Supporters of Ukrainian nationalist politician killed in 1999 car crash call for case to be reopened

By On a March night six years ago Friday, a car carrying charismatic Ukrainian nationalist politician Vyacheslav Chornovil slammed into the side of a truck, instantly killing the opposition leader in what authorities called an unfortunate accident. Most Ukrainians suspected it was anything but.

Doubts grew when the government refused to investigate any other possibility and quickly granted amnesty to the truck driver, dashing the opposition's hopes for an open trial. A video-recorded confession of alleged police involvement surfaced but then was mysteriously misplaced.

Now pressure is building on President Viktor Yushchenko to order a new investigation into Chornovil's 1999 death, a case that like the 2000 abduction and beheading of opposition journalist Heorhiy Gongadze could lead to the very top of Ukraine's former government.

"The previous regime left numerous scars," said Foreign Minister Borys Tarasiuk. "The death of Vyacheslav Chornovil is one of the most painful wounds. We won't keep silent."

Former President Leonid Kuchma's government had long dismissed allegations that Chornovil's death was a political killing, aimed at removing a potential presidential contender on the eve of the 1999 presidential campaign. Kuchma, who earlier this month faced prosecutors' questioning in the Gongadze case, could not be reached for comment.

But Chornovil's colleagues and his son, Taras, insist they have computer mock-ups of the accident, expert testimony and enough discrepancies in the crash report to suggest foul play. Taras Chornovil also noted that staging car accidents "is an old Soviet method."

"The security services are conservative," he said. "If something works they stick with it." At least five high-profile Ukrainians have died in car crashes in the last decade.

Mykola Stepanenko, head of a commission set up by Rukh, Chornovil's party, to investigate the death, said there is an abundance of evidence indicating the crash was orchestrated.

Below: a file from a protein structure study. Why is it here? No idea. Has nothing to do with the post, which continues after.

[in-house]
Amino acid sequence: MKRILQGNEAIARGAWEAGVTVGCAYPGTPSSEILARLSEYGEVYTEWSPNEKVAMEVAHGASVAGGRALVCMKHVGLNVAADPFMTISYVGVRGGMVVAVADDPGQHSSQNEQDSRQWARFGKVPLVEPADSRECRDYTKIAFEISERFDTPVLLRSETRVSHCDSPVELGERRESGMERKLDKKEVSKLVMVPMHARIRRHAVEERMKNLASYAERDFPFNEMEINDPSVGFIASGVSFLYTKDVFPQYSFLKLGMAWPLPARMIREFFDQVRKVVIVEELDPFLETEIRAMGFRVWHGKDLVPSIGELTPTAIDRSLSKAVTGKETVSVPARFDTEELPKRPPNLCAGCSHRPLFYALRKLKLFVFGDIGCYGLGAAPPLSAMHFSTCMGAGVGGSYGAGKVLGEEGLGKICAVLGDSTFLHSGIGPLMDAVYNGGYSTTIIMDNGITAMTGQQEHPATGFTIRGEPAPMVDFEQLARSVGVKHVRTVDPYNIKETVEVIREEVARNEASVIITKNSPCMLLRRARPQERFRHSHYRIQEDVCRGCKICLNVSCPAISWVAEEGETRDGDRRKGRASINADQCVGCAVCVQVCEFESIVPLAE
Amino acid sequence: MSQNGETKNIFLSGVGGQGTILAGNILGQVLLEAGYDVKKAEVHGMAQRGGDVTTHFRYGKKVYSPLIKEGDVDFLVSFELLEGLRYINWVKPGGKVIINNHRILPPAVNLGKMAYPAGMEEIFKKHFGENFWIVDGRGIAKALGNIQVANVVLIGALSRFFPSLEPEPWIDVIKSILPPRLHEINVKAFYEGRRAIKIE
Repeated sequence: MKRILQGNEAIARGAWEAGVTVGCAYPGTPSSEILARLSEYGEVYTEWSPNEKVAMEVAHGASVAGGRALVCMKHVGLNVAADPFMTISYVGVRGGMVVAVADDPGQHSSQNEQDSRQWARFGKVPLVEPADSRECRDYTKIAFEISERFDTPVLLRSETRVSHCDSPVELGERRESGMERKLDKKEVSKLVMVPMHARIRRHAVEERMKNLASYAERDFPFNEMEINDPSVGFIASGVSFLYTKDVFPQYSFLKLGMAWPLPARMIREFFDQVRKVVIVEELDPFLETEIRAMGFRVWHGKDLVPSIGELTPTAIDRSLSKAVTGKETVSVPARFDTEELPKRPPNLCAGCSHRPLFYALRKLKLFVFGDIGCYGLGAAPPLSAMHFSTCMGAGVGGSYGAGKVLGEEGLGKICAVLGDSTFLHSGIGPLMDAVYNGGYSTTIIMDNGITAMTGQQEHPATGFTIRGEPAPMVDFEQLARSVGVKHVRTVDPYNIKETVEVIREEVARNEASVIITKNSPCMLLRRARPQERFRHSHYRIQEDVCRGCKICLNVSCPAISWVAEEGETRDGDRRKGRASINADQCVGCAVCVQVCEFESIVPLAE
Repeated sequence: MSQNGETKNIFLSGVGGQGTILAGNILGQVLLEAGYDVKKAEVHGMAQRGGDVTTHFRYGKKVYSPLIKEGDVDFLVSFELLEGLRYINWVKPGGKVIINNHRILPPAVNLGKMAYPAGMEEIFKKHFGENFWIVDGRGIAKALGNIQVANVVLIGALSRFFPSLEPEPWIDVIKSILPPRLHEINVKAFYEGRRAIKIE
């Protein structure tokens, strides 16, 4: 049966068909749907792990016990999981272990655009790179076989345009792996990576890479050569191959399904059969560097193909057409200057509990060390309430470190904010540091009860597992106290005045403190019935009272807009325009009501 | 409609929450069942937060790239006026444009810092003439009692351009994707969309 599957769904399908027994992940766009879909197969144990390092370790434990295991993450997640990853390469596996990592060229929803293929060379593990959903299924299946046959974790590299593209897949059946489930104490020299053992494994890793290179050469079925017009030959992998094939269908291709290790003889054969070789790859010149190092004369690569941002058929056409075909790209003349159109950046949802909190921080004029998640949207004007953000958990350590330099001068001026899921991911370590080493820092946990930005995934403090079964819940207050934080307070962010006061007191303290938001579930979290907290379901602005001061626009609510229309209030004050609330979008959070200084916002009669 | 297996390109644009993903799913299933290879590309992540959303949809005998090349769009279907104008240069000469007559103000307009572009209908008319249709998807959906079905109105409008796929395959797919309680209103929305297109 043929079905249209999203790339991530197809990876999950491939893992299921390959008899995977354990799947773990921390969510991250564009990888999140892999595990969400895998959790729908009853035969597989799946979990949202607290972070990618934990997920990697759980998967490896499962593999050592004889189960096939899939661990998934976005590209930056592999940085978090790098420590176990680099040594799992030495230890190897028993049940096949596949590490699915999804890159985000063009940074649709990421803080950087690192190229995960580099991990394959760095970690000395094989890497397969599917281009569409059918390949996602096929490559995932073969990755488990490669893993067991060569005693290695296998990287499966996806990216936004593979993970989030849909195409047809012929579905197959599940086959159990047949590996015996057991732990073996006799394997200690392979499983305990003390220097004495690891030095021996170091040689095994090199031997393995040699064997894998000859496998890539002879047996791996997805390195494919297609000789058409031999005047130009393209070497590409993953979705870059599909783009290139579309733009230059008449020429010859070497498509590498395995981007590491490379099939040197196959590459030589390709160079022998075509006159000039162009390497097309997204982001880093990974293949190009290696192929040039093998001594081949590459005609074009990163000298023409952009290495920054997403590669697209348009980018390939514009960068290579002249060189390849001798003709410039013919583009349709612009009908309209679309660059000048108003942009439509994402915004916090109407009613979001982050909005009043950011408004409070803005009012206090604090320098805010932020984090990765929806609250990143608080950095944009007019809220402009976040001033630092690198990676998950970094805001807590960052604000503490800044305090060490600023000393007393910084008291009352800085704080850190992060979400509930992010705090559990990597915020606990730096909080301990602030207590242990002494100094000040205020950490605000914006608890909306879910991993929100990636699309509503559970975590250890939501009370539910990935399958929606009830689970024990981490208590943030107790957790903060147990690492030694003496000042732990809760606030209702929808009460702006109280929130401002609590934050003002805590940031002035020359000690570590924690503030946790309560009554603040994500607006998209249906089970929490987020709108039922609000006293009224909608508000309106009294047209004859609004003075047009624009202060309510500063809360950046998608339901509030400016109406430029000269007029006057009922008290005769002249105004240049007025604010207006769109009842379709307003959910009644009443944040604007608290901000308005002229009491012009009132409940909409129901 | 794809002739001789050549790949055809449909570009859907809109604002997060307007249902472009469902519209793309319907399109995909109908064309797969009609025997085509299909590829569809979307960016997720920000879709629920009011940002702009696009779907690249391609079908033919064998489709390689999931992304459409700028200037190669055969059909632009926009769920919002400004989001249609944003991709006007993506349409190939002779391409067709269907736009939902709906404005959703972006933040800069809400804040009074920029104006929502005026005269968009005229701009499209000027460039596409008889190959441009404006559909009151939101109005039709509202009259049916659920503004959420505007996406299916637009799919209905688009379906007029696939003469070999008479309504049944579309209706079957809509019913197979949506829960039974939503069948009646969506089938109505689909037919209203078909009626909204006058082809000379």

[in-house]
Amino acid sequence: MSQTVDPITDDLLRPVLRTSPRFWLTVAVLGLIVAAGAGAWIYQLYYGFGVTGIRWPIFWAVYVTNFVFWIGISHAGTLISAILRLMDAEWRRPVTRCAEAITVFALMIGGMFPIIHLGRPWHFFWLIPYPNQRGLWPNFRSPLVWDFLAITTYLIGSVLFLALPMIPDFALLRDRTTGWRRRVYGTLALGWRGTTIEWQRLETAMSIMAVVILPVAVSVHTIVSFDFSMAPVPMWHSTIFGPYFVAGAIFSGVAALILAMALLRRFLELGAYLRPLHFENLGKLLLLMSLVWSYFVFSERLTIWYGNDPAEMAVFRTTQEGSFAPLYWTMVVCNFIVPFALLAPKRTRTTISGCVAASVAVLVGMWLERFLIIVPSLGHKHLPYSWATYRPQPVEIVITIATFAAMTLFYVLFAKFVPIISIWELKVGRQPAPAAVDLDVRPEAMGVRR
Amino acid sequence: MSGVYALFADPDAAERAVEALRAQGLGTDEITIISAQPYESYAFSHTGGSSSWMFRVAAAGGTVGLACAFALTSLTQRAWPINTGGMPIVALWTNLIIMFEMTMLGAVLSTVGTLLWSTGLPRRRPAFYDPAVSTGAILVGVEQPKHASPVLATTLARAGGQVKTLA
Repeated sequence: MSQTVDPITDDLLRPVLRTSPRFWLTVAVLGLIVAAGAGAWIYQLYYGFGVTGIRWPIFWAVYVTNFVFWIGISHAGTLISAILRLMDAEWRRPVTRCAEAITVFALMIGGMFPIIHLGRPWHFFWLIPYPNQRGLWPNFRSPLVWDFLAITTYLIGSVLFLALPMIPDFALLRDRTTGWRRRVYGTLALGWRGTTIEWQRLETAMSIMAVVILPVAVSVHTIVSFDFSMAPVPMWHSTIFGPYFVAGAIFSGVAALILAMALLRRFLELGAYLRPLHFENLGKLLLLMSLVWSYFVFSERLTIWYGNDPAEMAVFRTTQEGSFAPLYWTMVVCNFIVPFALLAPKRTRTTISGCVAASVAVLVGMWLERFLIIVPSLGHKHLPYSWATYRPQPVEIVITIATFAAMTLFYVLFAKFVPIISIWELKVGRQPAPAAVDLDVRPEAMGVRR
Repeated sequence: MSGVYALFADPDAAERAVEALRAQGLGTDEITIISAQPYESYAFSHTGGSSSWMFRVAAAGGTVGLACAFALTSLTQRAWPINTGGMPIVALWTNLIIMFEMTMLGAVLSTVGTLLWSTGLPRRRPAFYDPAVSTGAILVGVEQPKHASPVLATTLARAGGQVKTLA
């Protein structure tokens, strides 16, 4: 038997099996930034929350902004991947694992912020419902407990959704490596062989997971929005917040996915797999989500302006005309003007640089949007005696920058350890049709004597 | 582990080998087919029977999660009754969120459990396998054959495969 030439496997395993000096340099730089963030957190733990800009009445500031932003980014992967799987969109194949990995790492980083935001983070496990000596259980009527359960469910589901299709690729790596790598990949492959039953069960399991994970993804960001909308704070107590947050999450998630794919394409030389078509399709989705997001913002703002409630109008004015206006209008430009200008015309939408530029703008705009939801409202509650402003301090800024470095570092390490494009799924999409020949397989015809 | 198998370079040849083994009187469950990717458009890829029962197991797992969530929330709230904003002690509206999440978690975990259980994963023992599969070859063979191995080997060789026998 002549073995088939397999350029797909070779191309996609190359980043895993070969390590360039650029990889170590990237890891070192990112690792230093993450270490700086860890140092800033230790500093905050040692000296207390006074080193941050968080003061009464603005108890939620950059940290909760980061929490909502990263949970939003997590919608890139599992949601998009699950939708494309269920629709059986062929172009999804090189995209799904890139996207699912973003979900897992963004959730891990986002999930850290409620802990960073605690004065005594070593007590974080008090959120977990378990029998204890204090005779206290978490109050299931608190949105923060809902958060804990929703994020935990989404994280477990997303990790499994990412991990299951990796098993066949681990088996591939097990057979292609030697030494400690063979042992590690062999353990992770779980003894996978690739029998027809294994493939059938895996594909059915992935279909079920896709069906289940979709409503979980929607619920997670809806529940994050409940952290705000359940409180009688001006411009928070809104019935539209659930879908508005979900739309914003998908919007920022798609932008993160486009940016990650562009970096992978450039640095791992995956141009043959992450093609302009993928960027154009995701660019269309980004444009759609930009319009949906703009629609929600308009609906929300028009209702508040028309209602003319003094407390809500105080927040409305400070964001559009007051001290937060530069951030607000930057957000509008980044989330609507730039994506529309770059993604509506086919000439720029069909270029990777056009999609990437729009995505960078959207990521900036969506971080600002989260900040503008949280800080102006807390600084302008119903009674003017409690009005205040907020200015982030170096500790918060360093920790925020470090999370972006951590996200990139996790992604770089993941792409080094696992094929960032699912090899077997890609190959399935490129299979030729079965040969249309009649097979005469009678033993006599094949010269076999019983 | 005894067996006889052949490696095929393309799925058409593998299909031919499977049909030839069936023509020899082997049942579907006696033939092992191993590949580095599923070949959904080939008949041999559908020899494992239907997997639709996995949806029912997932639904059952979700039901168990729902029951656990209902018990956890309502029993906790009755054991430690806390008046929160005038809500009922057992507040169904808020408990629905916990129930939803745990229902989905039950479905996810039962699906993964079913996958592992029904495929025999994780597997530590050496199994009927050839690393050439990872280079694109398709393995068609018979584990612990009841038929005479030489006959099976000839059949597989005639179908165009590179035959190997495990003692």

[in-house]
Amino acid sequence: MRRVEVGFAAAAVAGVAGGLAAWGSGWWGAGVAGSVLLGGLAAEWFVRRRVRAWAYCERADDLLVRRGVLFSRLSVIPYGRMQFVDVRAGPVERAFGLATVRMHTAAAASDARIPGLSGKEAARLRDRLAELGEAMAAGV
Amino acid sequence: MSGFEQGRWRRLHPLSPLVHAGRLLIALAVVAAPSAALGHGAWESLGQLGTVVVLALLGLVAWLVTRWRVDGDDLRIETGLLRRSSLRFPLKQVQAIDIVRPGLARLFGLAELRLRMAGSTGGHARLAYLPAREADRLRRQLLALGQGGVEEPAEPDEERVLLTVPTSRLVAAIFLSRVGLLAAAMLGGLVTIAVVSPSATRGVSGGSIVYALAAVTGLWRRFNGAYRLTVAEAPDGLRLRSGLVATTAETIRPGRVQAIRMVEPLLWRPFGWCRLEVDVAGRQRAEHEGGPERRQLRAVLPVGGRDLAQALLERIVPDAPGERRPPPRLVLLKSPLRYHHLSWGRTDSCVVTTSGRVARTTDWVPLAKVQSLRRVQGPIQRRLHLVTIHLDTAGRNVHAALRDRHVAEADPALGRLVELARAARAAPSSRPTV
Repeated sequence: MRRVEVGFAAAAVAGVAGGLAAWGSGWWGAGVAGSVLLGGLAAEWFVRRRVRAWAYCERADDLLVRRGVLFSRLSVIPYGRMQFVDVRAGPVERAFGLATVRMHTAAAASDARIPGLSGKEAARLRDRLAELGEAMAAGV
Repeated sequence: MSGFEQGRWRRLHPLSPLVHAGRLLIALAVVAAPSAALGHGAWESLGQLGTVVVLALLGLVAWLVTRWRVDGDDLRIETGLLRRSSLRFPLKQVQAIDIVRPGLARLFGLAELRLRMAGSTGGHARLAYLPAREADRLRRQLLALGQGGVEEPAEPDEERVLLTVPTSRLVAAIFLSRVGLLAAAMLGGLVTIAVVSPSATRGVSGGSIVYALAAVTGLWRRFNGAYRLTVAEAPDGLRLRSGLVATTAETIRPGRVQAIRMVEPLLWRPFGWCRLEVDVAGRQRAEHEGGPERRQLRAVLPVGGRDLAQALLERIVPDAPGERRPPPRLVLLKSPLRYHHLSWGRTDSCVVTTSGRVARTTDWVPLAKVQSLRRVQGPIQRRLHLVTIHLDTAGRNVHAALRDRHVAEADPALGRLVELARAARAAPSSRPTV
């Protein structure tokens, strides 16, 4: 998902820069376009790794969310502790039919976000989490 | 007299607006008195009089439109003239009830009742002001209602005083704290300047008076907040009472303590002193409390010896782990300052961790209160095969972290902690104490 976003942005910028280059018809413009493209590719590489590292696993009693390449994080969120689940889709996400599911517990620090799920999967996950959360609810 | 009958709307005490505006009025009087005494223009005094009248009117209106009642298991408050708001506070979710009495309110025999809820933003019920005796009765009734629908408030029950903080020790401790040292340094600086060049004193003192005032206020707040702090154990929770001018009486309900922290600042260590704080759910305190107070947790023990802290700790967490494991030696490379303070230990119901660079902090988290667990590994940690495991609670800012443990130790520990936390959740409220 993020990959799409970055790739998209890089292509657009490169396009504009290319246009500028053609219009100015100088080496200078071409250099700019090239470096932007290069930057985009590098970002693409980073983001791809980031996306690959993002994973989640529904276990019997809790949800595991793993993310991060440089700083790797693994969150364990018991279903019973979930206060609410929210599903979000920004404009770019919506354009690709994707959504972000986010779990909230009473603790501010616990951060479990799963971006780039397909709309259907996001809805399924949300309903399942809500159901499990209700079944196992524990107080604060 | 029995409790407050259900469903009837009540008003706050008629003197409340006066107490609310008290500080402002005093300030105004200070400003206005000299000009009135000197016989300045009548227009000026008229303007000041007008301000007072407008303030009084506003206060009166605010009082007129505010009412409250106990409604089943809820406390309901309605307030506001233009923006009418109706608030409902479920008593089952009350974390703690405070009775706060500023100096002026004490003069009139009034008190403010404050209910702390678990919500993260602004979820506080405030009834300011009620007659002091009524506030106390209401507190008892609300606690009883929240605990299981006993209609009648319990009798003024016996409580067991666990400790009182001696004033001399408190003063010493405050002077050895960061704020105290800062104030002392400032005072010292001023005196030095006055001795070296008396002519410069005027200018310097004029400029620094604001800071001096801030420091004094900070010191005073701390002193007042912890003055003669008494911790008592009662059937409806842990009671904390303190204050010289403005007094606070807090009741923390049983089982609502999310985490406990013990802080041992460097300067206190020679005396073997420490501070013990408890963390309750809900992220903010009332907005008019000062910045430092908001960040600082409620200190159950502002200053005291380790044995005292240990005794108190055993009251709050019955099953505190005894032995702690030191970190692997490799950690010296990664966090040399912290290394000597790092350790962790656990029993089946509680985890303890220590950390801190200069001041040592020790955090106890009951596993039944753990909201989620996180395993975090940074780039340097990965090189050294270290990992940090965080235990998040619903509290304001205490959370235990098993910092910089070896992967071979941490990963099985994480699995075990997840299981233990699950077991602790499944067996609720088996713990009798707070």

"We have been collecting material on (Chornovil's) death for six years, and our party investigation, which never stopped, found a dozen and a half confirmations of the fact that it was not just a road accident," said Stepanenko.

Tarasiuk personally appealed not only to the president but also his Cabinet colleagues, Interior Minister Yuriy Lutsenko and Prosecutor General Svyatoslav Piskun, to reopen the long dormant case. Taras Chornovil met with his old opposition ally, Oleksandr Turchinov, to ask that his agency, the State Security Service, get involved.

Marina Ostapenko, spokeswoman for the security service, said the request was under consideration.

The crash occurred late on the night of March 25, 1999, as Chornovil was returning to Kiev from a campaign trip. The ex-Soviet dissident was being coy about his intentions to run in the presidential race, but his son said, "realistically everyone knew that he would."

It remains an open question how much of a threat Chornovil would have posed: Rukh had fractured and Chornovil lacked financial support. But he had proven earlier that he could win more than 20 percent of the vote, a potential obstacle to Kuchma's goal of facing Communist Party candidate Petro Symonenko in the run-off - a showdown lawmakers said Kuchma was sure to win because of residual fear over electing a Communist.

As the car carrying Chornovil sped down the Boryspil-Zolotonosha highway outside of Kiev, a heavy Kamaz truck carrying grain seed apparently missed its turnoff and began making a slow U-turn across the dimly lit road. Chornovil's car barreled into the side of the truck; the top of the car was sheared off, killing the politician and his driver. A third passenger survived.

Almost immediately, then-Interior Minister Yuriy Kravchenko called it an accident and dismissed suggestions of foul play. Kravchenko was found dead from an apparent suicide earlier this month, on the day he was supposed to testify before prosecutors about the Gongadze case.

The truck driver was granted an amnesty - before even being convicted of anything, Taras Chornovil said. Then, in 1999, a videotaped confession made by an unidentified special forces colonel was found by powerful Ukrainian politician, Yevhan Marchuk, Stepanenko said. In the video, the colonel allegedly "tells how the murder was planned, organized and performed," Stepanenko said.

Then the video disappeared, and Marchuk was named to head the State Security Service under Kuchma, Taras Chornovil said. Marchuk could not be reached for comment, but at the time, he defended his inattention to the video, saying it was clearly a fake.

Just this month, someone allegedly broke into Stepanenko's car and stole a briefcase containing materials related to the case. The papers were mostly just copies, but lawmaker Heorhiy Manchulenko believes the message was clear.

"The goal wasn't to steal something, but to apply pressure, psychological pressure on those attempting to investigate Vyacheslav Chornovil's death," he said.

Tarasiuk acknowledged that Chornovil's case hasn't captured global attention like Gongadze's death did. However, Chornovil's portrait still hangs reverently on bus dashboards and in homes in western Ukraine - one of Yushchenko's main support bases.

"We will do our best so that the case is not forgotten," Tarasiuk said.

MARA D. BELLABY Associated Press

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